More than 65 drive-in restaurants were listed in the 1960 Kansas City phone book, including the long-vanished Toon 'n' Tote, the Paul Bunyan, Smaks, Nu-Way, and nine locations for a burger and root beer place called Mugs-Up.
There's one Mugs-Up left, thank goodness, a low-slung, orange-and-white triangular building in Independence known as Bill and Ann's Mugs-Up (700 E. 23rd St.; 816-254-7040), where a friendly, young carhop brought out a heavy glass mug, frosty-cold, filled with icy root beer "that's still made here in the basement, like it always was," the carhop says. At night, the long tubes of fluorescent lights under the metal canopy cast a yellowish glow around the place, which is usually filled with cars and trucks, each with a metal tray clipped to the driver's side window, balancing mugs of Black Cows (root beer and ice cream) and the restaurant's featured "burgers," all made with seasoned "loose meat," like a sloppy Joe and mounded on a soft bun with pickles, onion, and mustard. The basic burger, the Zip Burger, sells for $1.40. With cheese, it becomes a Whiz Burger ($1.55), just as a plain hot dog becomes a Whiz Dog with a square of good ol' American melted on top of it. There are pork tenderloin sandwiches and burritos too.
Even though the establishment offers no slick "playground" or toy-laden kiddie meals, the fact that a kid can still be entertained there speaks volumes about the magic of the place. For instance, a grandmother pulled into the parking spot next to mine, her Lincoln barely able to contain the restless energy of her badly behaving three grandsons, who were monsters until the food arrived: a tray of Black Cows and Whiz Burgers. Once the boys started eating, they became perfect angels, not uttering a peep while in a kind of root-beer rapture. I felt the same rapture, sipping the slightly tangy, sweet root beer. The place reminded me of a similar family-owned drive-in in my hometown that I loved as a kid, which survived until the late 1960s, when it was demolished to make room for a sparkling new McDonald's.
"In 1964, there were an estimated 33,500 restaurants in the United States calling themselves drive-ins," wrote John A. Jakle and Keith A. Sculle in the book Fast Food. But labor costs were high, and many family-owned drive-ins were open during only the summer months, when it was comfortable to eat in the car. At the fast-growing McDonald's chain, the food was simple, inexpensive, and of uniform quality, no matter which store you visited. Also, McDonald's restaurants had always stayed away from carhop service because it attracted "the teenage crowd ... which loomed as an unruly and sometimes criminal age group, according to American thinking in the late 1940s and '50s," Jakle and Sculle wrote.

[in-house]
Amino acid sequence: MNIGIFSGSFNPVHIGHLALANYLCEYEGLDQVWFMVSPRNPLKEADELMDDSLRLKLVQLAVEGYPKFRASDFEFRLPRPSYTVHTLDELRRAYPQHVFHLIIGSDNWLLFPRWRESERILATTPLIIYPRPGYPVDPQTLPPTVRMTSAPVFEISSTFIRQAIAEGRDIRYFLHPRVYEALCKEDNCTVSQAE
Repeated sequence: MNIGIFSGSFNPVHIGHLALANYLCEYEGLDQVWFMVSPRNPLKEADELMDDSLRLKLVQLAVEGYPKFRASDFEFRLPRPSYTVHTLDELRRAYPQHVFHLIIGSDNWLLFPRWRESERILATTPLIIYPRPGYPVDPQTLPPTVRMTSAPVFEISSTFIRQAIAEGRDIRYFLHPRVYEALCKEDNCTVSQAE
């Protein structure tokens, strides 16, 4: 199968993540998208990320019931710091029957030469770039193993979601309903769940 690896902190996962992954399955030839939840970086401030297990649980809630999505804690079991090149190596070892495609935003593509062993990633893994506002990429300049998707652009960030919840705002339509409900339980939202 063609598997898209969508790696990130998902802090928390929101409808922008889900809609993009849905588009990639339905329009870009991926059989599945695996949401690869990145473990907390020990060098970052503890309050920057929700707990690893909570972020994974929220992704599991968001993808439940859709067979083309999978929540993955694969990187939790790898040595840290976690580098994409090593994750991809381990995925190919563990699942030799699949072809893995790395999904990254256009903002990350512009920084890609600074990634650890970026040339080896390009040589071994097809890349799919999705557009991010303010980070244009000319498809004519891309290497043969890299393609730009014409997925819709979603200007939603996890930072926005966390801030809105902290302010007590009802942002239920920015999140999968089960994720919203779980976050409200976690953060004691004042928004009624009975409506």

In American Graffiti, Mel's Drive-In is the ultimate '60s teenage hangout, just as local joints, like Smaks and Sidney's Drive-In used to be. Former Kansas Citian Barbara DeZonia remembers the long-razed, circle-shaped Sidney's Drive-In on the Plaza as "the place all the high school kids of the 1960s practically lived in, eating ice cream sodas and smoking until the wee hours, when adults would wheel in from the country clubs, three sheets to the wind, to get something to eat." The same drive-in was known a decade earlier as the Zlan, a drive-in that served, unexpectedly, a rabbit burger in addition to the grilled beef variety, according to radio veteran Walt Bodine, who recalled "they were not a roaring success."
A sandwich made of deep-fried pork brains is still on the menu at the 33-year-old Clem's Drive-In (10802 E. 23rd St.; 816-461-9472), alongside a very crispy fried pork tenderloin sandwich, a fried fish sandwich, and its own version of the loose-meat burger, served here with chopped onion, pickles, and a tangy barbecue-style sauce.
"Do customers really order brain sandwiches?" I asked the carhop, a young woman in a pink calico halter top, denim shorts, and a green cotton apron. "Yes," she laughed, "because we're one of the few places that serve 'em this way. They kind of look like a tenderloin. We boil the brains till they're cooked real good, batter them, and fry them."
I sipped a perfectly fabulous chocolate malt in my car at Clem's, noticing that the customers in every adjoining car -- almost all adults over 30 -- were also happily drinking and eating. And smoking cigarettes. In an era where smoking in restaurants is becoming taboo, drive-ins may be the last refuge for those who like a little nicotine with their shakes and curly fries.
One of the longest-lasting national drive-in chains, the Oklahoma-based Sonic, has used carhops to serve burgers and malts (although customers now order through a speaker system connected to parking-slot menus) since 1953. The greater Kansas City metropolitan area features 42 of the brightly colored Sonic Drive-Ins, and each one successfully evokes a less complicated time, when eating in your car was more than a novelty -- it was a rite of summer.
Leaning back on the soft vinyl upholstery of a car, a wax paper-wrapped burger in one hand, a strawberry malt in the other -- all while listening to the radio -- is a blissful all-American summer experience, like baseball games, drive-in movies, and bell-ringing ice cream trucks.